News – What`s happening in energy research

read short description

In the BINE interview, Dr Rodoula Tryfonidou spoke about the future tasks of energy research in the energy transition.
© BINE Informationsdienst
Interview with Dr Rodoula Tryfonidou (BMWi)

The graph shows the learning curve for energy-efficient construction (based on the primary energy requirement in kWh/m² p.a.).
© Fraunhofer IBP/BMWi

Energy research on course to delivering the energy transition

The German federal government recently published the National Action Plan on Energy Efficiency. The concept is specifically aimed at winning over all actors in society in achieving greater energy efficiency. A few days later, the German Federal Ministry for Economic Affairs and Energy announced its research funding for the German federal government’s 6th Energy Research Programme. In the BINE interview, Dr Rodoula Tryfonidou from the responsible department in the German Federal Ministry for Economic Affairs and Energy talks about the contribution made by energy research in bringing about the Energiewende – Germany’s energy transition.

BINE Information Service: In December last year, the German federal government published its National Action Plan on Energy Efficiency (NAPE). How much energy research is there in NAPE?

Rodoula Tryfonidou: In addition to renewables, energy efficiency is the second pillar in the energy transition. With NAPE, the German federal government’s energy efficiency strategy, it has now been accorded the due importance it deserves. On the one hand, immediate measures such as funding programmes for the energy-efficient refurbishment of buildings are driving forward the efficiency. On the other hand, long-term processes – I’m thinking here of the Energy in Buildings and Districts research network – must support this. Indeed, energy research as a whole plays a very significant role in energy policy and forms part of NAPE. It is only through research that highly efficient technologies and concepts are developed in the medium to long term and brought to market, without which the energy and climate policy objectives would not be reached.

Does NAPE now represent a major opportunity for energy research to have its numerous and promising developments and concepts from previous years incorporated more into energy policy?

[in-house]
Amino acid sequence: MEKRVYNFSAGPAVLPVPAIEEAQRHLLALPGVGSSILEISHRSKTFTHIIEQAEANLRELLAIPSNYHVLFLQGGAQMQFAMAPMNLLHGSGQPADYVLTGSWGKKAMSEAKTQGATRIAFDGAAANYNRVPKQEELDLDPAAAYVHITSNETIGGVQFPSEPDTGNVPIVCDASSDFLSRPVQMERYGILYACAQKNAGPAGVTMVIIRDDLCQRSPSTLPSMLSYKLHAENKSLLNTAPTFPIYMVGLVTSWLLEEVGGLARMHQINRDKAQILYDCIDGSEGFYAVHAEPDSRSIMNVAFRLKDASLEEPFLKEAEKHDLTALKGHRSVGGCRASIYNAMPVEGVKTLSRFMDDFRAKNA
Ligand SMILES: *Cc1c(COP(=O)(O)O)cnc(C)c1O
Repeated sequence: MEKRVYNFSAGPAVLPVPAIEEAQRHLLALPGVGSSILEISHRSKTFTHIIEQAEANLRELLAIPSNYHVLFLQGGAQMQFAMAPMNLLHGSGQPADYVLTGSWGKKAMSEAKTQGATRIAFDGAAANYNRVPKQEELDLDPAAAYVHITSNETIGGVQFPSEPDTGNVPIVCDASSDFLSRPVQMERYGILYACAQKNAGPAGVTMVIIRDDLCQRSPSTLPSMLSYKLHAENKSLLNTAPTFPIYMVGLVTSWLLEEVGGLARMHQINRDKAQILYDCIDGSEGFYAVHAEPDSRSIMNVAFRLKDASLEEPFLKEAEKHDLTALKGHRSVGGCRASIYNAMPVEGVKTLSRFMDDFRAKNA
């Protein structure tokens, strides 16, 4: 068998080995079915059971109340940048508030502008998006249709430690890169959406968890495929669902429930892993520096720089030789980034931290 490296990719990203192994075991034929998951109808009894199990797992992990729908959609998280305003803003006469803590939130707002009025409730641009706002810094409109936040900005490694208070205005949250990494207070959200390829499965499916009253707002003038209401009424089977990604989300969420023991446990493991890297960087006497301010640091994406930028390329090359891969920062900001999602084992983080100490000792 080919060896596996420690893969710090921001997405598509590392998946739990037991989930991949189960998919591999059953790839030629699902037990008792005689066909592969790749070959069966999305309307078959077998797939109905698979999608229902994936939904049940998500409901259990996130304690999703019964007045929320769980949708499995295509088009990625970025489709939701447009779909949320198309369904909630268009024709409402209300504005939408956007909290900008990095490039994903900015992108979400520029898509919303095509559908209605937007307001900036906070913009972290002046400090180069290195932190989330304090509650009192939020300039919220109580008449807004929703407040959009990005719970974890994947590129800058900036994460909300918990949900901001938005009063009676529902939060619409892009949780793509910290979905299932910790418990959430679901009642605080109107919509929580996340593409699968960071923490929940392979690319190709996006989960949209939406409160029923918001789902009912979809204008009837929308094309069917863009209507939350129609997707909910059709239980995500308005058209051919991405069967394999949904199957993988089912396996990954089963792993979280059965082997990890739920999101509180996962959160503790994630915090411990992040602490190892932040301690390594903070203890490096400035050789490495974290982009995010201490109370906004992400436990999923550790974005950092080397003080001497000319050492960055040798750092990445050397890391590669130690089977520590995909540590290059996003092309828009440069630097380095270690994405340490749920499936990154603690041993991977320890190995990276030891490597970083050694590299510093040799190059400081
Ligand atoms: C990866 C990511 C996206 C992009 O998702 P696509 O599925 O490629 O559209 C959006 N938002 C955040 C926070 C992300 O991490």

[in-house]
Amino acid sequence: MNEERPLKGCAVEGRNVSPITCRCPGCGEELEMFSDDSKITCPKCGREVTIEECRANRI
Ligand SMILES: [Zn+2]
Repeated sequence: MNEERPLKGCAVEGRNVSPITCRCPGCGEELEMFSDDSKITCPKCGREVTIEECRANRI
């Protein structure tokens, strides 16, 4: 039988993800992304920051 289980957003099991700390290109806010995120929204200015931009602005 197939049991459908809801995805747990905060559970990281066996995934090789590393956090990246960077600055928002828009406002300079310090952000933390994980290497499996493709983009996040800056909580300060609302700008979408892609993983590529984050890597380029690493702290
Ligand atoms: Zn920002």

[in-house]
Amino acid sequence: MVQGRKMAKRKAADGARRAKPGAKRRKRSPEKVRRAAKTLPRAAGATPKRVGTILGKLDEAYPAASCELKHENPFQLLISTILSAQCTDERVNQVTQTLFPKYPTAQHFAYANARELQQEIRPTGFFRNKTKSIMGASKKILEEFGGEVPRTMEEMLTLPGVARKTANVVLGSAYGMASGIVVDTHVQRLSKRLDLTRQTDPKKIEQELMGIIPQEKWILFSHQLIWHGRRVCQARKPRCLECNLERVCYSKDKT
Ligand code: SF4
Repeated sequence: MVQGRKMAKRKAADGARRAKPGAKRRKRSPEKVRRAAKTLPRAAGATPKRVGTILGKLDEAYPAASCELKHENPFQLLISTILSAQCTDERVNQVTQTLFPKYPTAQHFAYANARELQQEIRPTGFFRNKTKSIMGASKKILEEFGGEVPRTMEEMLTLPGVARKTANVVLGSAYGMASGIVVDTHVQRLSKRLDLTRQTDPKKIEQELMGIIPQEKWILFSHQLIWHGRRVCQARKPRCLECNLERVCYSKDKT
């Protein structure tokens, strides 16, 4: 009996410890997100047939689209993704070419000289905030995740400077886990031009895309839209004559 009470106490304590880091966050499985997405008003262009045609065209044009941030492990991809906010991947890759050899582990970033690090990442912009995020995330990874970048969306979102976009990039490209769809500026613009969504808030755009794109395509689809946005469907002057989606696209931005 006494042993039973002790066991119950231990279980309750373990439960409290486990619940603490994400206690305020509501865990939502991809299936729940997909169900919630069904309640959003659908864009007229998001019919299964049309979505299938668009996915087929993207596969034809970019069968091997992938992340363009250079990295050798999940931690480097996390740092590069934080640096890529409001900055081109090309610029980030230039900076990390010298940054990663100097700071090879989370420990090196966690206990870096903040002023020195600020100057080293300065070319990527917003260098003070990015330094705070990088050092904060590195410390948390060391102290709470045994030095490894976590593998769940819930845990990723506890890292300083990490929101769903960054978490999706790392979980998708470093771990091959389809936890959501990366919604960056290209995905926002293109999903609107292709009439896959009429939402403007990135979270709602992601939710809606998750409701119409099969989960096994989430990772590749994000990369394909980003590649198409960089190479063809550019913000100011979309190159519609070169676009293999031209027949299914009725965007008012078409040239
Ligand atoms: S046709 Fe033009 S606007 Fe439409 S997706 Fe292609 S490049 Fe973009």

Rodoula Tryfonidou: Energy research has long been an integral part of energy policy and a strategic element in the energy transition. It is also very reasonable when findings from research activities are incorporated into the design and adaptation of regulatory measures such as rules and regulations. Regulatory policies are actually based in many areas on depicting the current state of technology, which in turn is constantly evolving through research.

Which aspects are you thinking about in particular?

Rodoula Tryfonidou: The building sector is a good example. There have been legal requirements for the energy-related quality of buildings since 1977. After the German Thermal Insulation Ordinance came the Energy Saving Ordinance (EnEV), which since its introduction has been amended and tightened several times. We have compared this development with the technological milestones achieved by the research into energy-optimised construction. It is clearly evident that the excellent results from research and development have enabled the standards to be tightened or made them at all possible.

Systemic approaches as the key to future research policy

Which new approaches to energy research will arise in the next few years as a result of the German federal government realigning its energy policy?

Rodoula Tryfonidou: The baselines for energy policy and energy research are the two main focus areas of energy efficiency and renewable energy. At the beginning of the new legislative period both areas were bundled together in the German Federal Ministry for Economic Affairs and Energy. This has major implications for energy research. We can now synergetically depict the entire energy chain in the research funding – right from the conversion, transport and distribution to the consumption in individual sectors. This enables us to pursue interdisciplinary and systems-oriented approaches much better.

What goals are you pursuing here?

Rodoula Tryfonidou: An integral process in energy research is particularly important here because during the next few years it will be less about maximising the development of individual components and more about focussing on optimising holistic systems. It is only in this way that we can transfer the excellent research results into practice on a large scale and achieve the necessary progress regarding efficiency.